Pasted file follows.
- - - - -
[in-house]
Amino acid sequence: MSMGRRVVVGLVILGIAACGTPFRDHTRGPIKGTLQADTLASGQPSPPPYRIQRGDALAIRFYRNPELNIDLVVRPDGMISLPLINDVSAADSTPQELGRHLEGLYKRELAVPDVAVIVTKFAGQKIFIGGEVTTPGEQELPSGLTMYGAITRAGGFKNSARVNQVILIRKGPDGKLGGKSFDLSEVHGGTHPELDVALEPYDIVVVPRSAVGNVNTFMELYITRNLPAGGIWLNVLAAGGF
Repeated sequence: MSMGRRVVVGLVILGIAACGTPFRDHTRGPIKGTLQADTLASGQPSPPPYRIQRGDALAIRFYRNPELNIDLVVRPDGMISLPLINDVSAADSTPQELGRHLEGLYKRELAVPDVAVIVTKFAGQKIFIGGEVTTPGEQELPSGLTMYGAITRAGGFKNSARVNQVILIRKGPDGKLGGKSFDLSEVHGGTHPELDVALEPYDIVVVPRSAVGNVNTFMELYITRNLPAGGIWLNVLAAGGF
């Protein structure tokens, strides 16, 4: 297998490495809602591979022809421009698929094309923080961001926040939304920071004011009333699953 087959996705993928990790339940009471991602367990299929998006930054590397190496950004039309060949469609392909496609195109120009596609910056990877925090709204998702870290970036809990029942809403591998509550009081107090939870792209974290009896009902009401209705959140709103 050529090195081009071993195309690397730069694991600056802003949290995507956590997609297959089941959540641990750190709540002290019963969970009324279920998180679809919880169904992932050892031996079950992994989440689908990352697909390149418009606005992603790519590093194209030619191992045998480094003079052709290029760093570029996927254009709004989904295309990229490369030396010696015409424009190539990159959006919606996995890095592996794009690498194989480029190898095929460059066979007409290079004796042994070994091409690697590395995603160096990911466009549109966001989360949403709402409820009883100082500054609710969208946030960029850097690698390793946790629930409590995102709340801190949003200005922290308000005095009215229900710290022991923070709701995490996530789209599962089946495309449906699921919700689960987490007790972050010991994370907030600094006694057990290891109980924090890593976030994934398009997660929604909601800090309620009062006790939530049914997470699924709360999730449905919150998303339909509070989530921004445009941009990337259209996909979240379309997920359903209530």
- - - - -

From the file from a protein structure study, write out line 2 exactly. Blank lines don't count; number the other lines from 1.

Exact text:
Amino acid sequence: MSMGRRVVVGLVILGIAACGTPFRDHTRGPIKGTLQADTLASGQPSPPPYRIQRGDALAIRFYRNPELNIDLVVRPDGMISLPLINDVSAADSTPQELGRHLEGLYKRELAVPDVAVIVTKFAGQKIFIGGEVTTPGEQELPSGLTMYGAITRAGGFKNSARVNQVILIRKGPDGKLGGKSFDLSEVHGGTHPELDVALEPYDIVVVPRSAVGNVNTFMELYITRNLPAGGIWLNVLAAGGF